I already shared this article on Facebook and Twitter, but felt it was just too damn important to not add a quick blog.
Sometimes I think artists begin to overlook the basics as they get all caught up in Facebook, Twitter, YouTube, Tumblr, Google +, and all the others. You still need to have a great website, great songs and a great live show. Actually the songs and show should come before the website. Without songs or show you have nothing to talk about, nothing to promote. 10,000 Twitter followers and 100,000 Facebook likes really mean little if you don’t have a website along with great songs and a great stage presence. Give your fans something to talk about. Give them a reason to spend their money.
Dave Cool from Bandzoogle really nailed it with his article.
1. You still need your own website
Any work you do through your social media networks needs to bring people back to your own website. Bandzoogle founder Chris Vinson just wrote a blog post about why this is so important:
But essentially, it’s because you own it, you control it, and you can give your fans a focused experience of your band through your own site. By bringing fans back to your own website you can deepen your relationship with them, encourage them to sign-up to your mailing list, and shop at your own online store.
2. You still need to collect email addresses
Email addresses are gold for an artist’s career. It is still the most reliable way to stay in touch with your fans. Regardless of what happens to the social media sites that are popular at the moment (remember all the fans you had on MySpace?), you can stay in touch with your fans through email.
Just recently, Facebook changed the way pages worked, removing the “Update Your Fans” feature, which sent a message to all of your fans. Ember Swift brought this up during the panel discussion, as she had been using that feature’s geo-location option to target fans by region while on her current North American tour. Well, halfway through her tour, because Facebook decided to make the change, she could no longer send those updates, let alone target fans geographically. Luckily Ember had always kept her mailing list going, organized by region, so she could still send out newsletters and email fans individually before she came to their city. But had she relied solely on Facebook Pages, that could have potentially been disastrous for her promotional efforts on tour.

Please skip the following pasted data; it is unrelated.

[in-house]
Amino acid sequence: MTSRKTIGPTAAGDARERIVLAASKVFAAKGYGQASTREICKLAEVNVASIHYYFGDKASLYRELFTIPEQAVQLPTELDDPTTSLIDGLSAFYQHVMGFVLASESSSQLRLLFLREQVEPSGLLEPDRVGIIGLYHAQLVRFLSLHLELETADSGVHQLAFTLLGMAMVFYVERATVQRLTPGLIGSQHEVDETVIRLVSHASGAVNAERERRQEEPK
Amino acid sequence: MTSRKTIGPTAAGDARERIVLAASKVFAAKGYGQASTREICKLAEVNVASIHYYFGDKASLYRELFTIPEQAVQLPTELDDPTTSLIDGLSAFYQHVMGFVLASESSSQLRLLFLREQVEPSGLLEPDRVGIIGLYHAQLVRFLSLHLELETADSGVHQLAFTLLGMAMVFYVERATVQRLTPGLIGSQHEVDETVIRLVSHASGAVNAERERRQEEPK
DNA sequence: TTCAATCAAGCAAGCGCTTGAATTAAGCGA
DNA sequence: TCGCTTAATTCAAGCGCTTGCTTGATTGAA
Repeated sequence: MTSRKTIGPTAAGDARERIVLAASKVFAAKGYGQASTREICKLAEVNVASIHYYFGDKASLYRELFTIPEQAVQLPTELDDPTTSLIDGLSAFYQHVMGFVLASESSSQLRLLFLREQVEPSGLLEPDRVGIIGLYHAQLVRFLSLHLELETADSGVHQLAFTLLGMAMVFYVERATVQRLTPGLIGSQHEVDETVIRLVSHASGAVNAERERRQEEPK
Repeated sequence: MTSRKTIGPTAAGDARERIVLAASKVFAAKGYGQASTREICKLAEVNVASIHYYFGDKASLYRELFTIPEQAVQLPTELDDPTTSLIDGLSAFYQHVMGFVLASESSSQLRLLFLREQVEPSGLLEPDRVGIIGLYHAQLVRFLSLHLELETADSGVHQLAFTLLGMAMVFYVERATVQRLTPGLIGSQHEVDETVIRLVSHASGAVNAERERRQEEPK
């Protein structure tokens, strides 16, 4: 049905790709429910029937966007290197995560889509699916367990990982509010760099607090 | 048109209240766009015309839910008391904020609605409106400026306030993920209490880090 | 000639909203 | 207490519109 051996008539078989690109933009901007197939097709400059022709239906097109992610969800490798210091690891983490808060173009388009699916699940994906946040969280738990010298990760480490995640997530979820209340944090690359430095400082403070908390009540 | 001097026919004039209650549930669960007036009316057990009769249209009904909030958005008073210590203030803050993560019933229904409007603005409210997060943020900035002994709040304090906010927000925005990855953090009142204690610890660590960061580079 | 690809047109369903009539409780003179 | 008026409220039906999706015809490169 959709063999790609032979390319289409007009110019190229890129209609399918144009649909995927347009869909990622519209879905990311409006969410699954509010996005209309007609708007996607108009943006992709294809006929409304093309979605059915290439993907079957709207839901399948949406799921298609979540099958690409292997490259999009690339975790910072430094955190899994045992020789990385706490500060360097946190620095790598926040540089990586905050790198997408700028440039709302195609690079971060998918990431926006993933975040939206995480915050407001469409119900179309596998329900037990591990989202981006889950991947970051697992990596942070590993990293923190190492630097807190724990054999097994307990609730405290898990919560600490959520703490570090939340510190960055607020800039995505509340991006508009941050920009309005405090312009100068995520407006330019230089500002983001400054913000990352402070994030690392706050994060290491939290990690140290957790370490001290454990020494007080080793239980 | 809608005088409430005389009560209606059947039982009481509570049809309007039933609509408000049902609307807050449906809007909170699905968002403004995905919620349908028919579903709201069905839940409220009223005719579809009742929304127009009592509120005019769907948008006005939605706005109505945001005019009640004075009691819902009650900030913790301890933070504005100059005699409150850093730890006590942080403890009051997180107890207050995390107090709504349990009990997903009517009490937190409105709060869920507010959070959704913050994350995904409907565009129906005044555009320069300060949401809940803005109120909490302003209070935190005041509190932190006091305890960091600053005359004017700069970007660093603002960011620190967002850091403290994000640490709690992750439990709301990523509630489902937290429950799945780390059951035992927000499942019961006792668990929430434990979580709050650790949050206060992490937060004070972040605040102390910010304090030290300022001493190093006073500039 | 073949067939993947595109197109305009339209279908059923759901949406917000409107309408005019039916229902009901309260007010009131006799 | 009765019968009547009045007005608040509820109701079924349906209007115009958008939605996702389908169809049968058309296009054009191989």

Statistics from TopSpin, one of the top direct-to-fan marketing platforms, show that email is still the best way to convert fans to paying customers. With all of the fancy Facebook stores, and sales links being sent out through social media, sending a newsletter with a call-to-action to purchase through your own website (preferably) or through services that people recognize (iTunes, Amazon, etc.) still seems to work best.
3. Your music and live show must be GREAT
Nothing, I repeat NOTHING will be better for the promotion of your music than having other people talking about it. New fans are often created because they hear about a band through a trusted source. So if your music or live show is so good that it gets people talking about it, it’s going to spread naturally.
Tom Power’s last words during the panel talked about how social media marketing can’t make up for bad music. It reminded me of a great quote by Bob Lefsetz:
“No amount of Tweeting and Facebooking and online dunning will make up for lame music.”
Should you be active on social media? Yes. It is an important tool in your career and a great way to connect with your fans. But it should never come at the expense of your art. I actually wrote a blog post recently asking if social media was hurting creativity, and in the responses, Bandzoogle member D. Anson Brody mentioned another great quote from comedian/actor/musician Steve Martin:
“Be so good, they can’t ignore you”
And that is what will make you stand out more than any amount of tweeting or Facebook updates. Being so good, people have no choice but to pay attention to you and talk about you to their friends.